I think what's happening in your case is that the 5ghz wifi backhaul is not connected. So it's using the 2x2 2.4ghz radio to communicate with the main router, which will be slow, and even slower if the client device also has to use 2.4ghz because that same radio must touch the data packets twice. 5Ghz has much less range than 2.4ghz.

With the price of these Mesh systems being so high due to all the internal radio's, if you ever decide to upgrade your wifi equipment in the future, I'd consider paying a professional to run a dedicated ethernet wire from one side of the house to the other, or upstairs. A few hundred bucks for that is better than paying the extra money for a high end mesh system. By using an ethernet wire backhaul, you don't need the 2x2 backhaul radio. You can get away with a much cheaper wifi system with less radios and have much better performance.



For clarification, the 2x2 means 2 transmitters and 2 receivers. A 4x4 means 4 transmitters and 4 recievers. A 1x2 means 1 transmitter and 2 receivers, which means it can only transmit half as much bandwidth as it can download.
 
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rozel

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@gggplaya - That sounds so interesting to check up on. How do I check if the Backhaul is connected and again may I ask how do I check the Line stats please?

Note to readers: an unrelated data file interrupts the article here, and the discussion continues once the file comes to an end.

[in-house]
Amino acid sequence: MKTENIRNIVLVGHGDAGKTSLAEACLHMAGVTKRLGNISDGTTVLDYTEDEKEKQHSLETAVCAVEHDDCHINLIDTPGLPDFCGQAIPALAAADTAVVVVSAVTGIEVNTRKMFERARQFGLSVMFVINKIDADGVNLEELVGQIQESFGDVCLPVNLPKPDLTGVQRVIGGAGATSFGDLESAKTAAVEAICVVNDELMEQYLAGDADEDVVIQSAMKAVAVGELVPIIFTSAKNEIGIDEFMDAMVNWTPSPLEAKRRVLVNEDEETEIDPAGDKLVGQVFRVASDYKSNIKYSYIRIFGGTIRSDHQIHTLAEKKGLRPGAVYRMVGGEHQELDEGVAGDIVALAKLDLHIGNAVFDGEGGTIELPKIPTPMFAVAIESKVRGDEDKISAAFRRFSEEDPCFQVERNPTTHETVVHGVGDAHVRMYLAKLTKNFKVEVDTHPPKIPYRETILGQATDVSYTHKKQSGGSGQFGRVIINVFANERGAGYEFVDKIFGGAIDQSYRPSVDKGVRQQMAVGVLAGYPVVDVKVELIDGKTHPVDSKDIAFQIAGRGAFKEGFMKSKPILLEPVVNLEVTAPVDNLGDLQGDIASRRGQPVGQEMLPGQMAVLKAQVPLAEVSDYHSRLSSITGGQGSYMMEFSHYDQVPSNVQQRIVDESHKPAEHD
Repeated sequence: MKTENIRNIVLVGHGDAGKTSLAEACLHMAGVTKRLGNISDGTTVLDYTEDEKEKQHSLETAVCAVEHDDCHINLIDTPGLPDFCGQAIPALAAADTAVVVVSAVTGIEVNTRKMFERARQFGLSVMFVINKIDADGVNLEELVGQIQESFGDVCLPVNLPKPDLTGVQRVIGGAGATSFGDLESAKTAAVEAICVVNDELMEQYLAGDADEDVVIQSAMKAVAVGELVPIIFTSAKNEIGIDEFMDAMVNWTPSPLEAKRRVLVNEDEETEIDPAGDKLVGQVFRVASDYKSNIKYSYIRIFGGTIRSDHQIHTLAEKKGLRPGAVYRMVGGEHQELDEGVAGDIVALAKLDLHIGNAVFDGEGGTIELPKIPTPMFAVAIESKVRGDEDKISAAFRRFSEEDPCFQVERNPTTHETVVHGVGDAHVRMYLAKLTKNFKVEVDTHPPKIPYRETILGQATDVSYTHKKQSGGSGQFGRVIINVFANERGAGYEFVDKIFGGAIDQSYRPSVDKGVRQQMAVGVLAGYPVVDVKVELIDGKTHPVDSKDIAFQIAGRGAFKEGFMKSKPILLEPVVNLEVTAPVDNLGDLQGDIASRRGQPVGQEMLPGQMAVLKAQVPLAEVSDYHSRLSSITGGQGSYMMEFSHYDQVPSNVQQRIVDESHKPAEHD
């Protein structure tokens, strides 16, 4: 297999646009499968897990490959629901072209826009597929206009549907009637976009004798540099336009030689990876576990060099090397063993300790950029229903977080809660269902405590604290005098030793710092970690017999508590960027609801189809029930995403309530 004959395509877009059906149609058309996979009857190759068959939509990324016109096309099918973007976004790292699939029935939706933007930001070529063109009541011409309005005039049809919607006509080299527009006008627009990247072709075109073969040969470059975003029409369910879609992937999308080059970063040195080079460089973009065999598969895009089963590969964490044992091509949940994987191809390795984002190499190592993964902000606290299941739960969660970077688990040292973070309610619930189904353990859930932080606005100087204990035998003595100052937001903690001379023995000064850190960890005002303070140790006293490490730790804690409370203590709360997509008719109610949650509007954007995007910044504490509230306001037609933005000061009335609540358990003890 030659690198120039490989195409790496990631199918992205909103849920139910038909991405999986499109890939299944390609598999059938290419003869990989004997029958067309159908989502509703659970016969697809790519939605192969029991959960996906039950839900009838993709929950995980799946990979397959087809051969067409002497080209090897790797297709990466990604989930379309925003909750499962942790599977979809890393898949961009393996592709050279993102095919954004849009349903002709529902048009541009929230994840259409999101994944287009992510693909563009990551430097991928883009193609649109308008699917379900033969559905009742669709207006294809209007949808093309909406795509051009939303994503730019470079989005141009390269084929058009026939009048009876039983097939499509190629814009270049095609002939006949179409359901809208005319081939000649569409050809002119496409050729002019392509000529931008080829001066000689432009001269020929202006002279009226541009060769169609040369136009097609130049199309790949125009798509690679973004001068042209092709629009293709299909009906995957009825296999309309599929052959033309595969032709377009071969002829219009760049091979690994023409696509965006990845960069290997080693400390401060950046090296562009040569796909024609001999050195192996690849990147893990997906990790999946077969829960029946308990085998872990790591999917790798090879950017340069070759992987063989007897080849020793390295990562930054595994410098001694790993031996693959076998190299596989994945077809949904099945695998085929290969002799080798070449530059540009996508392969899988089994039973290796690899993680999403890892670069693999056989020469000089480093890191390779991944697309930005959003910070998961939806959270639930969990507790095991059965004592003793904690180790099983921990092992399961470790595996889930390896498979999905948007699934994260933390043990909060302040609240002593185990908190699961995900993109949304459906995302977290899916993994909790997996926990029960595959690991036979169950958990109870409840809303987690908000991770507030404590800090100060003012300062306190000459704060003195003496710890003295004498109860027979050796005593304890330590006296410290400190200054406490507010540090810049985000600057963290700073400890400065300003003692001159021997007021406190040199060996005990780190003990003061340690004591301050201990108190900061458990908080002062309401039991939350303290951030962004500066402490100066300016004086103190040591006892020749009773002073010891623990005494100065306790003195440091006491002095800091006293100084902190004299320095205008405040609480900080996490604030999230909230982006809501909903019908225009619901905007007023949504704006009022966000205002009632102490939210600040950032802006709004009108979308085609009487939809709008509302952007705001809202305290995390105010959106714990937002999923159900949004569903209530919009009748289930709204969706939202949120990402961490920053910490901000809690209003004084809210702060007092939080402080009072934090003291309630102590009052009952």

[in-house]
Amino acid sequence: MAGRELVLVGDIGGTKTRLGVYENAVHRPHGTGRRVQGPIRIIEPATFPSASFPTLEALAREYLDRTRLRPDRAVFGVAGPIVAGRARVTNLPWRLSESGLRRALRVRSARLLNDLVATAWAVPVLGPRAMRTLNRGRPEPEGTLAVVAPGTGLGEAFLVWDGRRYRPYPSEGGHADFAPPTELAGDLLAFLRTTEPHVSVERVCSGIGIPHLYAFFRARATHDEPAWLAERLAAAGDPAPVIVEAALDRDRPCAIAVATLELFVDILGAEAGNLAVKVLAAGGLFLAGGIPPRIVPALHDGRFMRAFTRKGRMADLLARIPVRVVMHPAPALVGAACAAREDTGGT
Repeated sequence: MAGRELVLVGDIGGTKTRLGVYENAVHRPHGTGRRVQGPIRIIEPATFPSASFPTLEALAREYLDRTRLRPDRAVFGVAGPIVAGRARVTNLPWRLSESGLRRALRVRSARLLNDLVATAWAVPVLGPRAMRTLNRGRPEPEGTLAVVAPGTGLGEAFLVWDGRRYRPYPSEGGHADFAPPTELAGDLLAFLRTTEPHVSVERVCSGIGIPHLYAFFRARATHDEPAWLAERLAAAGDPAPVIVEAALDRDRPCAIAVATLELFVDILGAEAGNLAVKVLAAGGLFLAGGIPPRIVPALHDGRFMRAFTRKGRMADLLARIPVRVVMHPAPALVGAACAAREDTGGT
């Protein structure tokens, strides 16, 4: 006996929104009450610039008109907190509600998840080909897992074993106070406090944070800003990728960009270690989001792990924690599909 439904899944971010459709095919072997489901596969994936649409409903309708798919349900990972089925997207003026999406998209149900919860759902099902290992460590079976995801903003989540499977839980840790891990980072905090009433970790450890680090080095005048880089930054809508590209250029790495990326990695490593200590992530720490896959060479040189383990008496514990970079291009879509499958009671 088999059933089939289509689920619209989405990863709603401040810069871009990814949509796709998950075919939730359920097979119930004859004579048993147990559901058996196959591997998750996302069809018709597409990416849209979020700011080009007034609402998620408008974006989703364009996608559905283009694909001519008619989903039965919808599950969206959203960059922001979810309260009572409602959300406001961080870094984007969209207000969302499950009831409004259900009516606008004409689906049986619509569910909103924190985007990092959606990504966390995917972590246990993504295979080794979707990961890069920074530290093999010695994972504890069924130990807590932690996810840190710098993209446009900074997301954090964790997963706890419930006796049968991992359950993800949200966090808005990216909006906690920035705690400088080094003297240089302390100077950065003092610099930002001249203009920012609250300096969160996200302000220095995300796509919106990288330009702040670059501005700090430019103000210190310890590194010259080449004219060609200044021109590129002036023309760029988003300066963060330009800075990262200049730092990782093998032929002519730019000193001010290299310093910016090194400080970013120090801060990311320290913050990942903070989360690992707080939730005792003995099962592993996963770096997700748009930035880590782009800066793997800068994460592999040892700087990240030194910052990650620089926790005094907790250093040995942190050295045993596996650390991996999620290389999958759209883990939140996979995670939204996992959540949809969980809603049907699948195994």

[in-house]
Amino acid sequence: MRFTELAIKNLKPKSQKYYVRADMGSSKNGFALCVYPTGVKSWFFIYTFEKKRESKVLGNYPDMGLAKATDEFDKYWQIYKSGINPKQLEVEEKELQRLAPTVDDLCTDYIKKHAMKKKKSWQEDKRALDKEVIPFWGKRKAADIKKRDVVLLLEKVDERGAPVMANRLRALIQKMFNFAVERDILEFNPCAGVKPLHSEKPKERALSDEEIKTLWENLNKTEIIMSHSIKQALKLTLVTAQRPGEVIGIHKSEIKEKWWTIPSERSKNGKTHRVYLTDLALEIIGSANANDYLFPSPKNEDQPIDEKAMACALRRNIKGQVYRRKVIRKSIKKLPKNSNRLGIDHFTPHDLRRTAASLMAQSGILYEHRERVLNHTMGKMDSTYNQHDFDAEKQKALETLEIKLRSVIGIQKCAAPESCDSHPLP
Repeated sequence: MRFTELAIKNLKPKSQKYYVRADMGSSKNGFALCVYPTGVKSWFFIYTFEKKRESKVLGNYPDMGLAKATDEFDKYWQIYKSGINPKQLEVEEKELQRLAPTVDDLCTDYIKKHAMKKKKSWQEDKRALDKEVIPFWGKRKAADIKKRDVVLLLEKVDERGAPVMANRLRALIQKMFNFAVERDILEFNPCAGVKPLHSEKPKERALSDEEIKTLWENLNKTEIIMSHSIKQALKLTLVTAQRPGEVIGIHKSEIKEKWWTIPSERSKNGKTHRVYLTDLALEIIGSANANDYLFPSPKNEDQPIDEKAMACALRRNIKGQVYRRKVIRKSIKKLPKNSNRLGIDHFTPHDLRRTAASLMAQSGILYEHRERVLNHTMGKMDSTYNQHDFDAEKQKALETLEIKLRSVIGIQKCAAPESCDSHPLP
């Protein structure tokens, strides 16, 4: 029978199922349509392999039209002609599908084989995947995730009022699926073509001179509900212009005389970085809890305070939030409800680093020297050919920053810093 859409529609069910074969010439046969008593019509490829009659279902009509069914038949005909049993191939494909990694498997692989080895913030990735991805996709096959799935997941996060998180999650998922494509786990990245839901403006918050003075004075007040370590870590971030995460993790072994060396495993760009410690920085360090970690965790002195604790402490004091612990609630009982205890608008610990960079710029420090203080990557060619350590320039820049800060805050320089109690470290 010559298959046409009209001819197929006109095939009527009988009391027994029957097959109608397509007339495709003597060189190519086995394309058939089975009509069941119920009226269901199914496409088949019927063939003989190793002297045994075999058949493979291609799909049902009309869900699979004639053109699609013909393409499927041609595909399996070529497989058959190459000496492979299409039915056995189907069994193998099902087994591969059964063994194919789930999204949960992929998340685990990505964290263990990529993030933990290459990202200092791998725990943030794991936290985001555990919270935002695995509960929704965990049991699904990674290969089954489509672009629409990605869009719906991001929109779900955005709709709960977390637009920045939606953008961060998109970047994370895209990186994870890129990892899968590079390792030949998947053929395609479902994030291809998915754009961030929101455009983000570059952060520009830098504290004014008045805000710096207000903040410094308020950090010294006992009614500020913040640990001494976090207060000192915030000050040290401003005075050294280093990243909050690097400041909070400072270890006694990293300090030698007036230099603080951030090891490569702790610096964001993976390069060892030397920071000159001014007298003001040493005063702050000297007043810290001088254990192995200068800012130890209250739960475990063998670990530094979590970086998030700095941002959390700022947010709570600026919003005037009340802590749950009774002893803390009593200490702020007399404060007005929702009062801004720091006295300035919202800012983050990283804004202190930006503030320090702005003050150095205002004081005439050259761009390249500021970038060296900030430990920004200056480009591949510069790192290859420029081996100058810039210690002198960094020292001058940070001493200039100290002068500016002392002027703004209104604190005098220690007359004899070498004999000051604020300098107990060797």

Thank you
 

gggplaya

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The easiest way to check line stats is to run a speedtest at speedtest.net.

If you want to check full bandwidth, you want to connect a laptop on each end of the network to each node. Then do a large file copy test to see what the average speed is.
 

rozel

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@gggplaya I'm grateful once more - I'm running speedtest net tests - maybe I didn't make myself clear - it's all the stats such as mainly the noise margin & the line attenuation. I could get these from Sky's Router but don't seem to be able to get them from the Asus, which is why I'm asking if I should check through/via the Modem?
 

gggplaya

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@gggplaya I'm grateful once more - I'm running speedtest net tests - maybe I didn't make myself clear - it's all the stats such as mainly the noise margin & the line attenuation. I could get these from Sky's Router but don't seem to be able to get them from the Asus, which is why I'm asking if I should check through/via the Modem?
You won't be able to with a 3rd party router, you would need to log into your modem to see the line stats.

Try 192.168.0.1 with admin for username and admin for password.

Otherwise, you'll need to disconnect the router and plug your laptop into the modem directly.